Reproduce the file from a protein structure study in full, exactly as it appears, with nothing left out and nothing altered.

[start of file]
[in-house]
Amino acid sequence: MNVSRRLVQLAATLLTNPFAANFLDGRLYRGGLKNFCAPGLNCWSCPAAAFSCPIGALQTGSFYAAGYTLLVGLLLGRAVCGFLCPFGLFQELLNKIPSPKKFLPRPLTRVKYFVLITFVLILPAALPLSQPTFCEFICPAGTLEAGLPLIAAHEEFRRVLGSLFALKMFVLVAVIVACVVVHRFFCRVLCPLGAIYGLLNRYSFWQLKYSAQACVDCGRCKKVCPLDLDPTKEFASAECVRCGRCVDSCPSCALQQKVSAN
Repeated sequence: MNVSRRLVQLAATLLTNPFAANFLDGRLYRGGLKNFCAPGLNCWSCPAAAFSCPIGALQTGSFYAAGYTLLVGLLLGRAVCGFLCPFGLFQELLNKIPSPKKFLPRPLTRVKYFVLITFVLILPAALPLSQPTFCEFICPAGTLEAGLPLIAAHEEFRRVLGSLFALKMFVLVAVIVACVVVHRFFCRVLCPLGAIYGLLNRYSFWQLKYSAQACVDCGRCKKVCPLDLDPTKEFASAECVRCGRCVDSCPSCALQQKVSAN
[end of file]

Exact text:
[in-house]
Amino acid sequence: MNVSRRLVQLAATLLTNPFAANFLDGRLYRGGLKNFCAPGLNCWSCPAAAFSCPIGALQTGSFYAAGYTLLVGLLLGRAVCGFLCPFGLFQELLNKIPSPKKFLPRPLTRVKYFVLITFVLILPAALPLSQPTFCEFICPAGTLEAGLPLIAAHEEFRRVLGSLFALKMFVLVAVIVACVVVHRFFCRVLCPLGAIYGLLNRYSFWQLKYSAQACVDCGRCKKVCPLDLDPTKEFASAECVRCGRCVDSCPSCALQQKVSAN
Repeated sequence: MNVSRRLVQLAATLLTNPFAANFLDGRLYRGGLKNFCAPGLNCWSCPAAAFSCPIGALQTGSFYAAGYTLLVGLLLGRAVCGFLCPFGLFQELLNKIPSPKKFLPRPLTRVKYFVLITFVLILPAALPLSQPTFCEFICPAGTLEAGLPLIAAHEEFRRVLGSLFALKMFVLVAVIVACVVVHRFFCRVLCPLGAIYGLLNRYSFWQLKYSAQACVDCGRCKKVCPLDLDPTKEFASAECVRCGRCVDSCPSCALQQKVSAN